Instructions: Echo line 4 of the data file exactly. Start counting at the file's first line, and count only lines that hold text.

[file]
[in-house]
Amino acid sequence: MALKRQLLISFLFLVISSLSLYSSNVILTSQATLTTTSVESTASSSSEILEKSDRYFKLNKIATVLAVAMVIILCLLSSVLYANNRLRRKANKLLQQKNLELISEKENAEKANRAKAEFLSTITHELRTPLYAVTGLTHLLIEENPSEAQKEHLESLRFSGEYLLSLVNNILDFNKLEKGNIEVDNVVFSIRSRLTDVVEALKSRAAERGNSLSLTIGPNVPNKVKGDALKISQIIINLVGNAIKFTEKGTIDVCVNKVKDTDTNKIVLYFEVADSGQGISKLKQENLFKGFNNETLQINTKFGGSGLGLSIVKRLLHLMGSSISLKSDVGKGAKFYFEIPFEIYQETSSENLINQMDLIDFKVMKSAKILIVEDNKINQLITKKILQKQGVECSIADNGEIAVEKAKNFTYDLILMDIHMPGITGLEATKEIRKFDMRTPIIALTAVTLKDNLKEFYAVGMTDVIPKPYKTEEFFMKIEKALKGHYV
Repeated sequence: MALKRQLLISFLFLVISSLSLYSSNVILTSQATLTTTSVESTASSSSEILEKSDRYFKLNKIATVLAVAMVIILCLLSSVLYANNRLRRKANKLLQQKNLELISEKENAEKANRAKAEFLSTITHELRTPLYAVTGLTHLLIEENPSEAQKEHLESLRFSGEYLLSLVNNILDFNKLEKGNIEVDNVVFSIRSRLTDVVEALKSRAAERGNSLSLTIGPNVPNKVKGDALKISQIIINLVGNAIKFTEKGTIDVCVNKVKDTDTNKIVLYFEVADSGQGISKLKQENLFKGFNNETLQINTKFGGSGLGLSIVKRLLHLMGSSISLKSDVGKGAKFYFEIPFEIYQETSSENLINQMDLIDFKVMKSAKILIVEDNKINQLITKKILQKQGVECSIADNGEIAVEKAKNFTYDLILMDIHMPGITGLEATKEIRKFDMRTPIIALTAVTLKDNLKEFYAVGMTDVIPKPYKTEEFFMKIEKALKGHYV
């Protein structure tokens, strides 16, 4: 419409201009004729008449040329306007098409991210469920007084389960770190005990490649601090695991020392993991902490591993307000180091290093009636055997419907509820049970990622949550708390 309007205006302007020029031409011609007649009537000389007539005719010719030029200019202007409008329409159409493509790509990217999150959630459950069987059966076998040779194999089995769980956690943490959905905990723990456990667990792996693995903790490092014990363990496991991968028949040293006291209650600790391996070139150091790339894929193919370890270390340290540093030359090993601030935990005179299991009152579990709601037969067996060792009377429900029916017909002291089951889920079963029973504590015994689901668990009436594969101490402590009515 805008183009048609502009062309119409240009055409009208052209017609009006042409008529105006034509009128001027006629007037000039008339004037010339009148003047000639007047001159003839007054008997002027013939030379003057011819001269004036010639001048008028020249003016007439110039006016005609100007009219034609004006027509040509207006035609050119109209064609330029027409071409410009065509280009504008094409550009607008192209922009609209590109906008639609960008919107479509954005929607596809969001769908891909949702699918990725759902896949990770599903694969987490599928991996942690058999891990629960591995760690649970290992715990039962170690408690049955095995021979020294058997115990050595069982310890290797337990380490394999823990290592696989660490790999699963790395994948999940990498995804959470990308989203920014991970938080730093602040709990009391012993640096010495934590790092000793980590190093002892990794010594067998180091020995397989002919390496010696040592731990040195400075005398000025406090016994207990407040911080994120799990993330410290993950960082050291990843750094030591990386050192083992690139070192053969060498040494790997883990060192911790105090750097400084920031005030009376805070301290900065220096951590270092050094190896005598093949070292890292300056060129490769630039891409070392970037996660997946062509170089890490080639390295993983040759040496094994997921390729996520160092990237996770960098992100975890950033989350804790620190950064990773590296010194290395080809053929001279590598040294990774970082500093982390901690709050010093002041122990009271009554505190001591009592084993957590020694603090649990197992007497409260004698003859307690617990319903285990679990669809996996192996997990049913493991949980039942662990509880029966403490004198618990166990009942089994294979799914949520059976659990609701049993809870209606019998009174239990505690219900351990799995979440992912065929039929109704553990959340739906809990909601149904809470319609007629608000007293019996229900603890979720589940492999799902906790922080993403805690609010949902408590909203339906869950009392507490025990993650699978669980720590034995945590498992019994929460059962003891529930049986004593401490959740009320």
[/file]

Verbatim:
């Protein structure tokens, strides 16, 4: 419409201009004729008449040329306007098409991210469920007084389960770190005990490649601090695991020392993991902490591993307000180091290093009636055997419907509820049970990622949550708390 309007205006302007020029031409011609007649009537000389007539005719010719030029200019202007409008329409159409493509790509990217999150959630459950069987059966076998040779194999089995769980956690943490959905905990723990456990667990792996693995903790490092014990363990496991991968028949040293006291209650600790391996070139150091790339894929193919370890270390340290540093030359090993601030935990005179299991009152579990709601037969067996060792009377429900029916017909002291089951889920079963029973504590015994689901668990009436594969101490402590009515 805008183009048609502009062309119409240009055409009208052209017609009006042409008529105006034509009128001027006629007037000039008339004037010339009148003047000639007047001159003839007054008997002027013939030379003057011819001269004036010639001048008028020249003016007439110039006016005609100007009219034609004006027509040509207006035609050119109209064609330029027409071409410009065509280009504008094409550009607008192209922009609209590109906008639609960008919107479509954005929607596809969001769908891909949702699918990725759902896949990770599903694969987490599928991996942690058999891990629960591995760690649970290992715990039962170690408690049955095995021979020294058997115990050595069982310890290797337990380490394999823990290592696989660490790999699963790395994948999940990498995804959470990308989203920014991970938080730093602040709990009391012993640096010495934590790092000793980590190093002892990794010594067998180091020995397989002919390496010696040592731990040195400075005398000025406090016994207990407040911080994120799990993330410290993950960082050291990843750094030591990386050192083992690139070192053969060498040494790997883990060192911790105090750097400084920031005030009376805070301290900065220096951590270092050094190896005598093949070292890292300056060129490769630039891409070392970037996660997946062509170089890490080639390295993983040759040496094994997921390729996520160092990237996770960098992100975890950033989350804790620190950064990773590296010194290395080809053929001279590598040294990774970082500093982390901690709050010093002041122990009271009554505190001591009592084993957590020694603090649990197992007497409260004698003859307690617990319903285990679990669809996996192996997990049913493991949980039942662990509880029966403490004198618990166990009942089994294979799914949520059976659990609701049993809870209606019998009174239990505690219900351990799995979440992912065929039929109704553990959340739906809990909601149904809470319609007629608000007293019996229900603890979720589940492999799902906790922080993403805690609010949902408590909203339906869950009392507490025990993650699978669980720590034995945590498992019994929460059962003891529930049986004593401490959740009320």